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I am using the dynamic memory in AVR microcontroller, so How to know that there is collision between stack and heap or if the memory has been filled?

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I am using the dynamic memory in AVR microcontroller, so How to know that there is collision between stack and heap or if the memory has been filled?

The first thing that happens is that malloc() will return NULL saying that memory could not be allocated. The AVR heap implementation has a few safety measures. One is to check that there is a minimum margin (__malloc_margin) between end of the heap and the top of the stack. This can be adjusted by the application.

Heap-Stack

Typically the minimum margin should be able to hold the largest stack usage (typically deepest function call tree with the largest local variables usage) plus largest ISR stack usage.

If the stack runs into the heap the memory block/s at the end of the heap is/are corrupted. What happens depends on the type of data structure.

Not checking NULL return from malloc() gives some interesting errors on the AVR as the processors registers are memory mapped. NULL points to R0.

AVR Memory Map

A good rule of thumb when using malloc() in small scale embedded systems is 1) avoid it, 2) allocate memory with malloc() during the setup(). All other dynamic memory need be allocated temporary on stack and only for the processing.

  • allocate memory with malloc() during the setup()”. If you know from the very beginning how much memory you need, there is no point in using malloc() instead of static buffers. As to what usages of malloc() are safe, see my answer to a related question. – Edgar Bonet Feb 1 '16 at 14:30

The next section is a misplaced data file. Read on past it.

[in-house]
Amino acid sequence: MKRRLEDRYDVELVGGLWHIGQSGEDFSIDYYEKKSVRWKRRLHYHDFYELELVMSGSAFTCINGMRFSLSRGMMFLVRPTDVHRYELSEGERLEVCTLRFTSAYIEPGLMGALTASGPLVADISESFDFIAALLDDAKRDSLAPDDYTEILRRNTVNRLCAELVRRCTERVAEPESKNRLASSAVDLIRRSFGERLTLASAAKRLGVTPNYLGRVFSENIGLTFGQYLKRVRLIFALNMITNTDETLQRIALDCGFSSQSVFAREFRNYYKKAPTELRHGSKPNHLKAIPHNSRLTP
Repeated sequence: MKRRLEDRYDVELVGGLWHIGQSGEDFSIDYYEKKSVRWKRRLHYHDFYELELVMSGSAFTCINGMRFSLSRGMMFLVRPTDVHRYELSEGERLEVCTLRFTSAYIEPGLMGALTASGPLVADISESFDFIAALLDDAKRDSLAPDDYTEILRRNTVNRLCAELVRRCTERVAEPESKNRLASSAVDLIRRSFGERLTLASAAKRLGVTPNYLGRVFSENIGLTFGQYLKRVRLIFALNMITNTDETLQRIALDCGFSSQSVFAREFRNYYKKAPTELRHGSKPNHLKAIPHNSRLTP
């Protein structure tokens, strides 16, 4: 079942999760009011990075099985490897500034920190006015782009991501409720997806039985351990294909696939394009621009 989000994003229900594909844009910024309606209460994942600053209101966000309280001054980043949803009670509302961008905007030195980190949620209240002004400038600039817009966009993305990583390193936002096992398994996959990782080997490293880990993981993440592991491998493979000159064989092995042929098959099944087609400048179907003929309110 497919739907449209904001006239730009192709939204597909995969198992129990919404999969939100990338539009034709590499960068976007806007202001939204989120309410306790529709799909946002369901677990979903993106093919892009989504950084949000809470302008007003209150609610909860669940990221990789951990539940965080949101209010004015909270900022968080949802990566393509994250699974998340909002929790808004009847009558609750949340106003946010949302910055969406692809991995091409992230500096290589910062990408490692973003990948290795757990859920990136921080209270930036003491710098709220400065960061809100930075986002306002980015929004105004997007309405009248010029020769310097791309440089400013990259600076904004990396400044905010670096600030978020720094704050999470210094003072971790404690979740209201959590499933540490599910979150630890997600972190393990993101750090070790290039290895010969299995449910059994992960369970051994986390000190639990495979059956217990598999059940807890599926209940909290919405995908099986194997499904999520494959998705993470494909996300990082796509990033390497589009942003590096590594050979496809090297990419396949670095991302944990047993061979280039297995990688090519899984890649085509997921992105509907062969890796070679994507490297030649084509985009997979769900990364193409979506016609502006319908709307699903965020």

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    @EdgarBonet I seem to have missed one of the requirements; software with dynamic configuration, e.g. EEPROM variables that say number of elements, etc. The actual size of the dynamic data structure is not known at compile time or is allowed to change. In other cases, I fully agree with your objection. If the size is known avoid malloc(). – Mikael Patel Feb 1 '16 at 14:45
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In simple terms: if the stack and heap have collided then the program will most likely crash, and any countermeasures you may have in place are now null and void.

However, you can find out the current amount of free memory quite easily by looking at where the top of the heap is and creating a local variable on the stack and getting its address - subtract one from the other and you get the free memory size.

That's exactly what the MemoryFree Library does for you.

  • What happens if the program crashes? Will the AVR reset the program? – Ahmad Naoum Dec 31 '15 at 20:30
  • Anything at all can happen. No one can predict what might happen. The watchdog exists as a method to try and recover from such scenarios. – Majenko Dec 31 '15 at 20:31

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